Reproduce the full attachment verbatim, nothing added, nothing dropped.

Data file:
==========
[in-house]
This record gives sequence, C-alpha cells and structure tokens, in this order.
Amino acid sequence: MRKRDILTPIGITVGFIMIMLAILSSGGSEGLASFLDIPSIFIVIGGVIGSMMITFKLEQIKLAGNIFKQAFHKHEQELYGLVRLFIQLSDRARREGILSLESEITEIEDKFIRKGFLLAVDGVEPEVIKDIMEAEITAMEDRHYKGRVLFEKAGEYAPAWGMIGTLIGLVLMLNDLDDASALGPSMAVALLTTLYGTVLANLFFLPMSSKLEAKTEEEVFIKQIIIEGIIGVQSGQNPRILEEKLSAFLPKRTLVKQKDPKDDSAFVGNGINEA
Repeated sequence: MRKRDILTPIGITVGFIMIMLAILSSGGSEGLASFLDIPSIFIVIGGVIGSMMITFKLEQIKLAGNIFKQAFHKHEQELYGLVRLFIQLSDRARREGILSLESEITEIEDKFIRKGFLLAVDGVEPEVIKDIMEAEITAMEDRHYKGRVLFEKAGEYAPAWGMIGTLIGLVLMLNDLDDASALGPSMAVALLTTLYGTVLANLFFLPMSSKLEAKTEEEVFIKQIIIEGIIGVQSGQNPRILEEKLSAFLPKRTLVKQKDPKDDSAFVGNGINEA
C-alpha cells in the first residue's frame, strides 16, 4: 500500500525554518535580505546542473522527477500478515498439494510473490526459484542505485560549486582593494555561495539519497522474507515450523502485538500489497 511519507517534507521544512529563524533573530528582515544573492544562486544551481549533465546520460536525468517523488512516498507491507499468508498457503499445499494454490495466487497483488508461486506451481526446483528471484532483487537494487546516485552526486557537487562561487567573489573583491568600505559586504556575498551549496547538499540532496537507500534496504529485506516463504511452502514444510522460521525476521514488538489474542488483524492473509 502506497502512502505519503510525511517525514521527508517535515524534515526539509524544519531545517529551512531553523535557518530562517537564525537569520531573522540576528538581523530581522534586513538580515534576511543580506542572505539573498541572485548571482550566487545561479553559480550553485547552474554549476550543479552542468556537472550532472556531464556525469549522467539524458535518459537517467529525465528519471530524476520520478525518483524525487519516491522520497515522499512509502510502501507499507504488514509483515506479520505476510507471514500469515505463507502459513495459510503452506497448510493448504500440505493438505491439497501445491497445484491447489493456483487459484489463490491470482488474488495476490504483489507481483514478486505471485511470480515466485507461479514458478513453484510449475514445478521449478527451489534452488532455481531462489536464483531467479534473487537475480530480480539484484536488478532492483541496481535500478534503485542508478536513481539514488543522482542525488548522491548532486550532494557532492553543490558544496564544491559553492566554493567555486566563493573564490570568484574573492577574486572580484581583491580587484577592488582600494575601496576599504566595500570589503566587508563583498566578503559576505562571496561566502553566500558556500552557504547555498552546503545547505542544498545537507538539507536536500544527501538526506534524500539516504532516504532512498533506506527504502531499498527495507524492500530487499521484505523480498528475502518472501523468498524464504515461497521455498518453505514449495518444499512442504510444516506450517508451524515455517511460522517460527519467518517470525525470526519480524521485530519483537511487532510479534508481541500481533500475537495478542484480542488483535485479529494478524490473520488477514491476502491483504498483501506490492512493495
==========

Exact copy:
[in-house]
This record gives sequence, C-alpha cells and structure tokens, in this order.
Amino acid sequence: MRKRDILTPIGITVGFIMIMLAILSSGGSEGLASFLDIPSIFIVIGGVIGSMMITFKLEQIKLAGNIFKQAFHKHEQELYGLVRLFIQLSDRARREGILSLESEITEIEDKFIRKGFLLAVDGVEPEVIKDIMEAEITAMEDRHYKGRVLFEKAGEYAPAWGMIGTLIGLVLMLNDLDDASALGPSMAVALLTTLYGTVLANLFFLPMSSKLEAKTEEEVFIKQIIIEGIIGVQSGQNPRILEEKLSAFLPKRTLVKQKDPKDDSAFVGNGINEA
Repeated sequence: MRKRDILTPIGITVGFIMIMLAILSSGGSEGLASFLDIPSIFIVIGGVIGSMMITFKLEQIKLAGNIFKQAFHKHEQELYGLVRLFIQLSDRARREGILSLESEITEIEDKFIRKGFLLAVDGVEPEVIKDIMEAEITAMEDRHYKGRVLFEKAGEYAPAWGMIGTLIGLVLMLNDLDDASALGPSMAVALLTTLYGTVLANLFFLPMSSKLEAKTEEEVFIKQIIIEGIIGVQSGQNPRILEEKLSAFLPKRTLVKQKDPKDDSAFVGNGINEA
C-alpha cells in the first residue's frame, strides 16, 4: 500500500525554518535580505546542473522527477500478515498439494510473490526459484542505485560549486582593494555561495539519497522474507515450523502485538500489497 511519507517534507521544512529563524533573530528582515544573492544562486544551481549533465546520460536525468517523488512516498507491507499468508498457503499445499494454490495466487497483488508461486506451481526446483528471484532483487537494487546516485552526486557537487562561487567573489573583491568600505559586504556575498551549496547538499540532496537507500534496504529485506516463504511452502514444510522460521525476521514488538489474542488483524492473509 502506497502512502505519503510525511517525514521527508517535515524534515526539509524544519531545517529551512531553523535557518530562517537564525537569520531573522540576528538581523530581522534586513538580515534576511543580506542572505539573498541572485548571482550566487545561479553559480550553485547552474554549476550543479552542468556537472550532472556531464556525469549522467539524458535518459537517467529525465528519471530524476520520478525518483524525487519516491522520497515522499512509502510502501507499507504488514509483515506479520505476510507471514500469515505463507502459513495459510503452506497448510493448504500440505493438505491439497501445491497445484491447489493456483487459484489463490491470482488474488495476490504483489507481483514478486505471485511470480515466485507461479514458478513453484510449475514445478521449478527451489534452488532455481531462489536464483531467479534473487537475480530480480539484484536488478532492483541496481535500478534503485542508478536513481539514488543522482542525488548522491548532486550532494557532492553543490558544496564544491559553492566554493567555486566563493573564490570568484574573492577574486572580484581583491580587484577592488582600494575601496576599504566595500570589503566587508563583498566578503559576505562571496561566502553566500558556500552557504547555498552546503545547505542544498545537507538539507536536500544527501538526506534524500539516504532516504532512498533506506527504502531499498527495507524492500530487499521484505523480498528475502518472501523468498524464504515461497521455498518453505514449495518444499512442504510444516506450517508451524515455517511460522517460527519467518517470525525470526519480524521485530519483537511487532510479534508481541500481533500475537495478542484480542488483535485479529494478524490473520488477514491476502491483504498483501506490492512493495